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on 4 July 2010
An interesting biography of Alice's history and life, although you feel some areas are not fully explored (history with father for one).
However, as an addition to the Erroll murder investigation I didn't find it added anything new, and was not convincing in its conclusion, as the "confession letter" is already known about. (And why has no-one ever tracked it down...?) This however, is hardly Spicer's fault, as the murder is already too distant to ever be solved finally and indisputedly. Also why does he gloss over the most famous scene of her life in the mortuary ?
Beautiful photos though, but it needs more...
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on 8 November 2010
I came to this after reading 'White Mischief' and 'The Bolter', in which Alice played significant, though peripheral, roles. Spicer makes much of his family's connection with Alice and the Happy Valley set, but other than a few facts about her early life and the reminiscences of her children, this doesn't add much to the general reader's knowledge. Considering the sensational material, the book isn't a gripping read, partly because of the author's tabloid style and also because his two major conjectures - that Alice killed Joss Hay and that her behaviour was a result of a specific mental illness - seem spurious and are impossible to prove beyond doubt.
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on 28 May 2010
We have been very intrested for years in the going ons of the happy valley set in Kenya and the life and death of Lord Errol we own many books on this subject and this book gave us a deeper insite to the going ons and also was good reading but still leaving that little bit of dout to what really did go on with Lord Errols murder
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on 20 May 2010
A must read for anyone who is interested in this era. I personally found Spicer a fantastic writer and one who clearly put his heart and soul into this woman. His detective-like approach shines through in his thesis on Alice murdering the Earl of Erroll. I, who for a long time believed guilt must surely lie with Jock Delves Broughton, am now convinced by Spicer's accusation that it was Alice. Spicer's portayal of Alice has to be one of the most fascinating biographies of late and i could not put it down once.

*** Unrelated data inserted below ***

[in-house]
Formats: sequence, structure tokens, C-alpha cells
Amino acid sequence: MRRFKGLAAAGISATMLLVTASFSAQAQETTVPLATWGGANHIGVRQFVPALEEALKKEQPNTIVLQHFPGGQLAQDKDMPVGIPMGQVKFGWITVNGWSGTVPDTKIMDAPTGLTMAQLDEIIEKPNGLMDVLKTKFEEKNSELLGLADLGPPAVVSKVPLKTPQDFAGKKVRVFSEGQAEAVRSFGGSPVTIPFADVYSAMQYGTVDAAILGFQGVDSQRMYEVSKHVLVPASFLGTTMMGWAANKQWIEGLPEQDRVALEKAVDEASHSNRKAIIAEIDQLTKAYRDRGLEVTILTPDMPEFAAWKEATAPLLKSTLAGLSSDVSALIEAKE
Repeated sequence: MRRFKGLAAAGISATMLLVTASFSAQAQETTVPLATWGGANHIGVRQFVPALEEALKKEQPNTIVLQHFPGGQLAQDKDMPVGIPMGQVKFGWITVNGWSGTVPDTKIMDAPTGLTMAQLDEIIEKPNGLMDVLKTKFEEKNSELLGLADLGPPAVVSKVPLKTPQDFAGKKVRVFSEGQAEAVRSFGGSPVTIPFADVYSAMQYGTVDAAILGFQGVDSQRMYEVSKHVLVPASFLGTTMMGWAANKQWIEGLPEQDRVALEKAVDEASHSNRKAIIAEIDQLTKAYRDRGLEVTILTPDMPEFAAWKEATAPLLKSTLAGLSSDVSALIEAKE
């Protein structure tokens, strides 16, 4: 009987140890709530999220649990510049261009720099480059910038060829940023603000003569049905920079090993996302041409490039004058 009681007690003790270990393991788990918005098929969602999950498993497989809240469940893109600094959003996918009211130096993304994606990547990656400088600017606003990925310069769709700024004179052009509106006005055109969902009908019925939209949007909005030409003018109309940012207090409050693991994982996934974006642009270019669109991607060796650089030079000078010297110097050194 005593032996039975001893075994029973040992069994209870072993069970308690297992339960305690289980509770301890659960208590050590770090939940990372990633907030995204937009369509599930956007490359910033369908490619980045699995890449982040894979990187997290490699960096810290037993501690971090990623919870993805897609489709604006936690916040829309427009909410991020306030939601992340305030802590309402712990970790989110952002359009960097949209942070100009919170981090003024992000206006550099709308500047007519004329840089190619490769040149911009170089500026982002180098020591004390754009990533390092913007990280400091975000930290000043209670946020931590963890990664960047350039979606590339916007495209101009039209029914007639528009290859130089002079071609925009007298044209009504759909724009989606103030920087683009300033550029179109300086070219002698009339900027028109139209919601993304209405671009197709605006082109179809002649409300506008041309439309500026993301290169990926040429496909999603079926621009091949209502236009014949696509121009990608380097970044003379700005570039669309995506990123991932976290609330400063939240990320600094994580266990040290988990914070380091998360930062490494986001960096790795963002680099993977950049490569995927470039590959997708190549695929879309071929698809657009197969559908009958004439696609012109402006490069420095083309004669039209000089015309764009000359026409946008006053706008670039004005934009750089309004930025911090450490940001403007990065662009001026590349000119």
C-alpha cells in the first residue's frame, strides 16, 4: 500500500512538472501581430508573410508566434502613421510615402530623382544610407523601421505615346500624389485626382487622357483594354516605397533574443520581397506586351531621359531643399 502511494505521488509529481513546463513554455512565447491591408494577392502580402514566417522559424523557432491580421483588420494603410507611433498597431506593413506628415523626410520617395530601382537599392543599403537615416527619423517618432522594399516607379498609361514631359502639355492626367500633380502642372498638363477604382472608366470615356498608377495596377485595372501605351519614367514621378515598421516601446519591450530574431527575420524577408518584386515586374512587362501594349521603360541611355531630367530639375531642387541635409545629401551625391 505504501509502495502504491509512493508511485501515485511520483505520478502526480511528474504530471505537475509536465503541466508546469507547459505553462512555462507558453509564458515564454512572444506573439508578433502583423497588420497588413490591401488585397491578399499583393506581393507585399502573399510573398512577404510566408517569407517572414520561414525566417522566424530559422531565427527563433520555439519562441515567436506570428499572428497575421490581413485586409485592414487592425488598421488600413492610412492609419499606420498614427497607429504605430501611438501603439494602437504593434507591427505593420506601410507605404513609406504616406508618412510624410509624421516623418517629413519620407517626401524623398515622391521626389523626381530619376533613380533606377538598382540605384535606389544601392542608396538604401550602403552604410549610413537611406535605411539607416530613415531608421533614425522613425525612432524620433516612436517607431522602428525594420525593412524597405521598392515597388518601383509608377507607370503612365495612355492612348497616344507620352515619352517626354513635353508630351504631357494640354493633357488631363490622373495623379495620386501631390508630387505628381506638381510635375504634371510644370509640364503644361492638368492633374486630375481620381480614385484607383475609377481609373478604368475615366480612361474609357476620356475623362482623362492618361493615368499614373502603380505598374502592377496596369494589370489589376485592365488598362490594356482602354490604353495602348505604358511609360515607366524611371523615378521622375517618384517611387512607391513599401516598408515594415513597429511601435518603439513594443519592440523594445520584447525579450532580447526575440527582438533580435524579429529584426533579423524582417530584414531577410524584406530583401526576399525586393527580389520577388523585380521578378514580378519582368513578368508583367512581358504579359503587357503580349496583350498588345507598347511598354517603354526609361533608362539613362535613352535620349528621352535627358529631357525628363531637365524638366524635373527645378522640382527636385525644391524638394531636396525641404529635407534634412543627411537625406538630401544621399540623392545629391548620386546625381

I cannot recommend it more. It would make a fantastic film.
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on 29 June 2010
I really recommend this book for anyone interested in Kenyan/colonial history. It gives an interesting insight into Alice de Jnaze's unusual life and is a great read.
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on 27 September 2015
I read this after The Bolter,in which Alice de Janze also features. A 'poor little rich girl', she had a pampered yet dysfunctional upbringing. Her mother died early and she spent a lot of time with her father, till taken to live with relatives in her teens. Her marriage was not a love match, and the book concerns mainly her time in Kenya up to 1941 when she killed herself.She had various affairs, most notably with Joss Hay, the White Mischief victim. She was an absentee mother and seemed to prefer her animals, which included a monkey and a lion.
She suffered from depression and shortly after the trial following Erroll's murder killed herself. The author thinks she,not Jock Broughton, shot Erroll. She may have done, but the evidence is sketchy.She was capable of it-she stood trial for shooting her lover Raymund de Trafford, whom she later married.
This is an entertaining book but a little too nice to everyone-why no mention of Joss's horsewhipping?